Ultisolsoildevelopmentprogression,asexpected,andOxisolshavethehighestCIAwithamedian
near100.Aridisols’medianCIAfallsbetweenEntisolsandInceptisols.Binsizes:Entisols(44),
Inceptisols(75),Alfisols(42),Ultisols(6),Oxisols(8),Aridisols(76),Mollisols(60),Andisols(15),
Spodosols(9),Gelisols(30),Unknown(39).
Fe
tot
contentincreasesmoderatelywithhigherlatitudes(Figure6A),higherweathering(Figure
6C),andclaycontent(Figure6E).Pinsoilsbehaveslesslinearlywithrespecttothesevariables:P
increasesmoderatelywithlatitude(Figure6B),butratherthandecreasingwithweathering,asmight
beexpectedbasedonsoilagePrelationships,averagePconcentrationsinallhorizonsvarylittle,
thoughthereisageneralincreaseinrangeatmoderateweatheringintensities(CIA~40–70)(Figure
6D).Pconcentrationsareweaklynegativelycorrelatedwithclaycontent(Figure6F).Fe
tot
andP
showedpositivecorrelationswithoneanotherinallhorizons,asexpected(SupplementalFigureS4).
SoilSyst.2020,4,7312of37
Figure6.Trendsbetweenlatitude,weathering,andclaycontentandtotalFeandPconcentrations.
Solidlinesin(C)and(D)arerunningaveragesforTop5(yellow),A(red),B(blue),andC(black)
horizons.Solidlinesin(E)and(F)arelinearleastsquaresregressionsforA(red),B(blue)andC
(black)horizons.(A)Feinsoilsbylatitude.(B)Pinsoilsbylatitude.(C)Fe
tot
andweatheringintensity.
Solidlinesaretherunningaverages(10CIAunitwindow)foreachhorizon;colorscorrespondto
datacolors.TheBhorizonaverage(blueline)ishighestatveryhighCIAsdueinparttolowersample
densityatveryhighCIAvalues,especiallybetween98–100.(D)Pconcentrationsandweathering
intensity.(E)Feandclaycontent(R
2
is0.34and0.37forAandChorizons;0.01forBhorizons,much
smallerdataset;p=0.7forBhorizon,<<0.01forotherhorizons).Solidlinesarelinearleastsquares
regressions;theBhorizon(blueline)isskewedduetohighFe,lowclaypointsoffplot.(F)Pandclay
content.Solidlinesarelinearleastsquaresregressions(R
2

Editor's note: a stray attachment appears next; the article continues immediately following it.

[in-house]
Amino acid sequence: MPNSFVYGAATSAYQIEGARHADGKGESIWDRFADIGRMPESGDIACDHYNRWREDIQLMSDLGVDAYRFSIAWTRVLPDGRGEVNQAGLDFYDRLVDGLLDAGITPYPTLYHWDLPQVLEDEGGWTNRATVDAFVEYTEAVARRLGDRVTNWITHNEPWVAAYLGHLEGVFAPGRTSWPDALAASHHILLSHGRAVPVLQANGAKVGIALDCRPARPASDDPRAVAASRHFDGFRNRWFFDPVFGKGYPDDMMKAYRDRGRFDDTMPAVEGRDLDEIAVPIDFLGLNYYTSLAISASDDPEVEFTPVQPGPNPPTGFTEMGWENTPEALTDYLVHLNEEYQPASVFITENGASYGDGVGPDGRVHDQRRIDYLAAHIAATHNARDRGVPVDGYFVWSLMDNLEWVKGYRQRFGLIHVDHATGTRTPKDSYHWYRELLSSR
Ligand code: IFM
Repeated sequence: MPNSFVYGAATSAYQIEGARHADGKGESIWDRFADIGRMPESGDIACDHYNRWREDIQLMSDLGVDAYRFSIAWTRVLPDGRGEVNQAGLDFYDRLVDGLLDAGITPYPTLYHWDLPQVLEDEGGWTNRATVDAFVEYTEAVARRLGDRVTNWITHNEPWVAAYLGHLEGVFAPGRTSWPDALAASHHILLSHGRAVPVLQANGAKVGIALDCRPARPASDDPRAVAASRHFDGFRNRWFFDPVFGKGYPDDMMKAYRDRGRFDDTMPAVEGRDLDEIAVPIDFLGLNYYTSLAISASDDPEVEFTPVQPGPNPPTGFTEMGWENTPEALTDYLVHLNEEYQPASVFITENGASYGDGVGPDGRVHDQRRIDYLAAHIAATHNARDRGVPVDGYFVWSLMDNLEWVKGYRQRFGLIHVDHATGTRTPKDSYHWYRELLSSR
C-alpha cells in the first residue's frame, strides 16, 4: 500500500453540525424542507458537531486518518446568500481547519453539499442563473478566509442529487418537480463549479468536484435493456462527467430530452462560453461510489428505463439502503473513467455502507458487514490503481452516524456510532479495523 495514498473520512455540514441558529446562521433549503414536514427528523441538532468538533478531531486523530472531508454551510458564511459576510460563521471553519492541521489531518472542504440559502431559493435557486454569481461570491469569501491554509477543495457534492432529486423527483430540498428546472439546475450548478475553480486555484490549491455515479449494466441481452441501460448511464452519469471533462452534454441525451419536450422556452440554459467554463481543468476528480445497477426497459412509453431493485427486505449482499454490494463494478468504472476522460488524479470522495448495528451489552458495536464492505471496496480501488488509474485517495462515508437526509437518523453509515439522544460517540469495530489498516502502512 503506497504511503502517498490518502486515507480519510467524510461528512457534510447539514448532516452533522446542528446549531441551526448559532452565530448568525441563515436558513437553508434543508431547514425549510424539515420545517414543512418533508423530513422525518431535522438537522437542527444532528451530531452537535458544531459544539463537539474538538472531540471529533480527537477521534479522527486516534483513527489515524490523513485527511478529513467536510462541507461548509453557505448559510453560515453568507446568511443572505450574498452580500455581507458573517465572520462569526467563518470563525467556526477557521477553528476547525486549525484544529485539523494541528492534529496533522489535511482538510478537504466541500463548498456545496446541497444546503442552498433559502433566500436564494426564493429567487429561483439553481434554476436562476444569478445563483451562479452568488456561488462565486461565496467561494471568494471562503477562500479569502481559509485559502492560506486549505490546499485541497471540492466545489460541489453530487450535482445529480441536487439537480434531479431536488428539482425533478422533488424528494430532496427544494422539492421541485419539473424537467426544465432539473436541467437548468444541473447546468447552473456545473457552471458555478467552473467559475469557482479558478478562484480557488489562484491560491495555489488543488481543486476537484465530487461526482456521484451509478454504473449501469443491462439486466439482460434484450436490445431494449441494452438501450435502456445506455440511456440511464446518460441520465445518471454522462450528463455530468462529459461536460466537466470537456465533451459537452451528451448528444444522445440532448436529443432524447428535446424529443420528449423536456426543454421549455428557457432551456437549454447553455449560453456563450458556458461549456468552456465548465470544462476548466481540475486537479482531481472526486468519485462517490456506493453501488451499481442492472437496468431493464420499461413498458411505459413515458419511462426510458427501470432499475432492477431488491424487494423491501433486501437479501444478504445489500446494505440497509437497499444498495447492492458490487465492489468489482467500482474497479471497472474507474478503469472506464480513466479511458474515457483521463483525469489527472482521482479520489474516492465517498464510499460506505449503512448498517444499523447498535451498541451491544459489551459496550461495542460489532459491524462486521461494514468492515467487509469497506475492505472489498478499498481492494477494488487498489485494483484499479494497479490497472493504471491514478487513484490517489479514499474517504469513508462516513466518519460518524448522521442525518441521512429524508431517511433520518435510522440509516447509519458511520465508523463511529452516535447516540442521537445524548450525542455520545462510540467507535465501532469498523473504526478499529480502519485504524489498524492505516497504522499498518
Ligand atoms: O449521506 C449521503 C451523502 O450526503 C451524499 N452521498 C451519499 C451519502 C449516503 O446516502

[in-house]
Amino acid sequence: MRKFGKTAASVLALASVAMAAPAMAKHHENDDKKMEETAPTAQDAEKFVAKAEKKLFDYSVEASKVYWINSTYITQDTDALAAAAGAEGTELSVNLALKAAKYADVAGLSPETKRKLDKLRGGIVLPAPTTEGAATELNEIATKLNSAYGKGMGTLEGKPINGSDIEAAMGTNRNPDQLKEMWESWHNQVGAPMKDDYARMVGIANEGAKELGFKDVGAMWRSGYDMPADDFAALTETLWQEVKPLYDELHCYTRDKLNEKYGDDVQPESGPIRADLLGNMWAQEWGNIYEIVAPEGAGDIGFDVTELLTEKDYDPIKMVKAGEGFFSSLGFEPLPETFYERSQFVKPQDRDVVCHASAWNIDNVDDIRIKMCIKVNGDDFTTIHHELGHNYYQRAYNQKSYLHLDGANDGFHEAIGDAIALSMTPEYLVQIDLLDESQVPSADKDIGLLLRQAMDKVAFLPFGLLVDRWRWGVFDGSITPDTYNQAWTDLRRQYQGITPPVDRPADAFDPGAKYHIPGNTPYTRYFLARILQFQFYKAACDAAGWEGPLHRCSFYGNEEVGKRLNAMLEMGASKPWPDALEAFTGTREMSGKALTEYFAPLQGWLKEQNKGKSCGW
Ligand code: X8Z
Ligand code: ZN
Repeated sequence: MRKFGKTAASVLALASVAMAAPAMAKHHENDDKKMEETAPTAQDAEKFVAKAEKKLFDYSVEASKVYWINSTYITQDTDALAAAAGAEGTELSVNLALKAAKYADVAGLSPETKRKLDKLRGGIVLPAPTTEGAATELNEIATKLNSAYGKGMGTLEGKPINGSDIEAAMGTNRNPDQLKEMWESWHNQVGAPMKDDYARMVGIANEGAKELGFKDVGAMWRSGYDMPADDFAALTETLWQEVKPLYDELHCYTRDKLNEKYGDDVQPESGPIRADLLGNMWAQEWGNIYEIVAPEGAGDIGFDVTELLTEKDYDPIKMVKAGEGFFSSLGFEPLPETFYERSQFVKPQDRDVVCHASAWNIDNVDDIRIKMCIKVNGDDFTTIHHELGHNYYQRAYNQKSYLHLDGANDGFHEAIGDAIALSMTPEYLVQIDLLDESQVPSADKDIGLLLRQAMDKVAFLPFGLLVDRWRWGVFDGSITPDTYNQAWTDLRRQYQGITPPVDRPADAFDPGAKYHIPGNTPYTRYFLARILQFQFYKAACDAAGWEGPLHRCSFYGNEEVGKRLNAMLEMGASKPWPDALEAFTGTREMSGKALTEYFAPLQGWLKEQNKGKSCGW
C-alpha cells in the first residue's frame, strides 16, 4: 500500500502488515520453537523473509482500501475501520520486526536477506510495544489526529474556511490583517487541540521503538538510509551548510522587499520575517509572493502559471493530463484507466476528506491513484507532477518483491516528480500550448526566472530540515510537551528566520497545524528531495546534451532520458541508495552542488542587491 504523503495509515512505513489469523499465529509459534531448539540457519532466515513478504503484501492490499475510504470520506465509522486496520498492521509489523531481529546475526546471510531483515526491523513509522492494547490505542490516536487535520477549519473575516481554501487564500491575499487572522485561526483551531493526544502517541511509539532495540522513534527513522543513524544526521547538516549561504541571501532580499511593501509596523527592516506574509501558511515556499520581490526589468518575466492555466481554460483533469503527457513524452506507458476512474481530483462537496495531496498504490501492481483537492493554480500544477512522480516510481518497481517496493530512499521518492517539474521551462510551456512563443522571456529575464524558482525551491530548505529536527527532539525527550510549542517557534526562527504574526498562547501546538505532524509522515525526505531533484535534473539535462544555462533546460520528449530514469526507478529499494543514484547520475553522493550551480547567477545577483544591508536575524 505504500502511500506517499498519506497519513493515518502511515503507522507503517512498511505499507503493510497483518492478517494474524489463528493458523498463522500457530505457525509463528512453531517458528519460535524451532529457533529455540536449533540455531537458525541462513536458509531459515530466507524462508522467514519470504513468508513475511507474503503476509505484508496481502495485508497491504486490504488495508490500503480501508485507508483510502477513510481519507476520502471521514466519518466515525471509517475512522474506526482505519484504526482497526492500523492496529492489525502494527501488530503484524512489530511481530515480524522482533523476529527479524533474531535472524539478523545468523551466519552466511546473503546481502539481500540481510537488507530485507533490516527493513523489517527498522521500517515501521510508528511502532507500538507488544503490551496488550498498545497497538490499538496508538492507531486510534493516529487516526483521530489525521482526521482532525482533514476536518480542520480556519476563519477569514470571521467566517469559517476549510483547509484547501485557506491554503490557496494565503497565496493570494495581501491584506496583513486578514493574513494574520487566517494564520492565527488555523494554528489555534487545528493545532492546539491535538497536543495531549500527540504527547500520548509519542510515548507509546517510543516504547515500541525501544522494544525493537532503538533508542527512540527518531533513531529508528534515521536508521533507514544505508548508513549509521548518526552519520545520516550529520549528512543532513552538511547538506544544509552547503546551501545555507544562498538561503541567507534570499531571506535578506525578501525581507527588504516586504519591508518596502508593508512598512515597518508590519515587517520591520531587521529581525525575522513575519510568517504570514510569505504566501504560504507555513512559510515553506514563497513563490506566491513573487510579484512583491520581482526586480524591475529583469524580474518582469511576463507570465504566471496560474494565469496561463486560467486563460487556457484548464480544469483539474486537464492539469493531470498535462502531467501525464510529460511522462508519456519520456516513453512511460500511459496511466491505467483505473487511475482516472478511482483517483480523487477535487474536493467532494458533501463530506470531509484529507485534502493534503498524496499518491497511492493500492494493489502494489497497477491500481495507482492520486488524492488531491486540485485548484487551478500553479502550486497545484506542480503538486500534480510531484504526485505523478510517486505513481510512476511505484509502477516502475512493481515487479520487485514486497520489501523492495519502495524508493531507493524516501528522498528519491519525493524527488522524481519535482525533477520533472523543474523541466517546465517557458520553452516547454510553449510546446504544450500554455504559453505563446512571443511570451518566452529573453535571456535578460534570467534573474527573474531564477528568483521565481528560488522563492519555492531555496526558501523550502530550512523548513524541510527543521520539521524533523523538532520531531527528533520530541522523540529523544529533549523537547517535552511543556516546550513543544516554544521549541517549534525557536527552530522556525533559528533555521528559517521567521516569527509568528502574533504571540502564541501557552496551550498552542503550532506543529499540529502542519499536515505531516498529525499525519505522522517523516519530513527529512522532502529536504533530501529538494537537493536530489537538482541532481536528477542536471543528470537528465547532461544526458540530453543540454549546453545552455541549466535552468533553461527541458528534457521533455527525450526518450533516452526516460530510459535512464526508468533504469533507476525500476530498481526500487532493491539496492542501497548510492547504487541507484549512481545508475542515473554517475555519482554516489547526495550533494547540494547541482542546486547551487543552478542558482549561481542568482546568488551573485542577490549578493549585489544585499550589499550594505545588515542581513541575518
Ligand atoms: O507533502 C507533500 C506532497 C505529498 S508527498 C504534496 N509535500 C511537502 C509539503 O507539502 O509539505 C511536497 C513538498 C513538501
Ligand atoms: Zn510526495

is0.11,0.08,and0.01forA,B,andC
horizons,respectively;p<<0.01forallhorizons).
SoilSyst.2020,4,7313of37
3.3.Weathering,ClayContent,andVegetation
Betweenvegetationtypes,thereislowvariabilityinclaycontent,withForestsshowingslightly
lowervaluesinBhorizonsthantheothergroups(SupplementalFigureS5).Forestshavethehighest
weatheringinnatural(unaltered/notdeveloped)soils,followedbyGrasslandsandShrublands
(Figure7).
Figure7.ChemicalIndexofAlteration(CIA)binnedbyvegetationtype,forhorizons(AC)(bulk
chemistrydataforCIAwerenotavailablefortheTop5cmhorizon).(A)Alteredsoilshavethehighest
CIAvaluesoverall,andForestsoilshavethehighestCIAfornonanthropogenicallyaffectedsoils,in
Ahorizons.(B)ForestshavethehighestCIAvaluesinBhorizons,followedbyGrasslandsand
SoilSyst.2020,4,7314of37
Shrublands(Barrensoils’smallbinsize,n=5,precludesitfromanalysishere).(C)Alteredsoilsalso
havethehighestCIAinChorizons,followedbyForests.
3.4.FeandP:DrainageandSoilMoisture
ModeratelypoorlydrainedsoilshadhigherFeandPconcentrationsthantheotherdegreesof
drainage.PerudicmoistureregimeshadthehighestFeandPvalues(Figure8);however,these
samplesweredominatedbybasaltparentedsoilsinIceland,whichmayskewtheresults.Asidefrom
that,AquicandXericmoistureregimeshadhighFe,andUsticandUdicsoilshadhighP(Figure8).
SometrendsemergewithrelativelyhighFe/lowP(Aquic)andviceversa(Udic).
Figure8.VariabilityinFeconcentrations(A,C)and
P
concentrations(B,D)indifferentsoildrainage
andmoisturesregimes.DashedgraylinesrepresentcrustalaveragesforFeandPinrespectiveplots.
(A)Febinnedbydrainage.(B)
P
binnedbydrainage.(C)Febinnedbymoistureregime.(D)
P
binned
bymoistureregime.SomepatternsemergewhencomparingFeandPbetweensoilmoistureregimes,
e.g.,UdicsoilshavinglowFe/highPandAquicsoilshavinghighFe/lowP.Perudicsoilsare
dominatedbybasaltparentedsoils,influencingtheirFeandPconcentrationsandhighlightingthe
importanceofbedrockparentmaterial.NodataforPermafrostFeorPconcentrations.Binsizesfor
(A,B):Poorlydrained(166),Moderatelypoorlydrained(25),Moderatelywelldrained(16),Well
drained(185),Excessivelywelldrained(12).Binsizesfor(C,D):Unknown(111),Aridic(73),Aquic
(15),Udic(82),Perudic(27),Ustic(54),Xeric(21),Permafrost(N.D.).
SoilSyst.2020,4,7315of37
3.5.FeSpeciation
3.5.1.FeSpeciationandP
Pyrite/Feinsulfides,normalizedtoaveragesoilorderdensity,wereabovedetectionbytitration
inonly22testednonwetlandsoilsoutof63fromaroundthecontinentalU.S.(SupplementalTable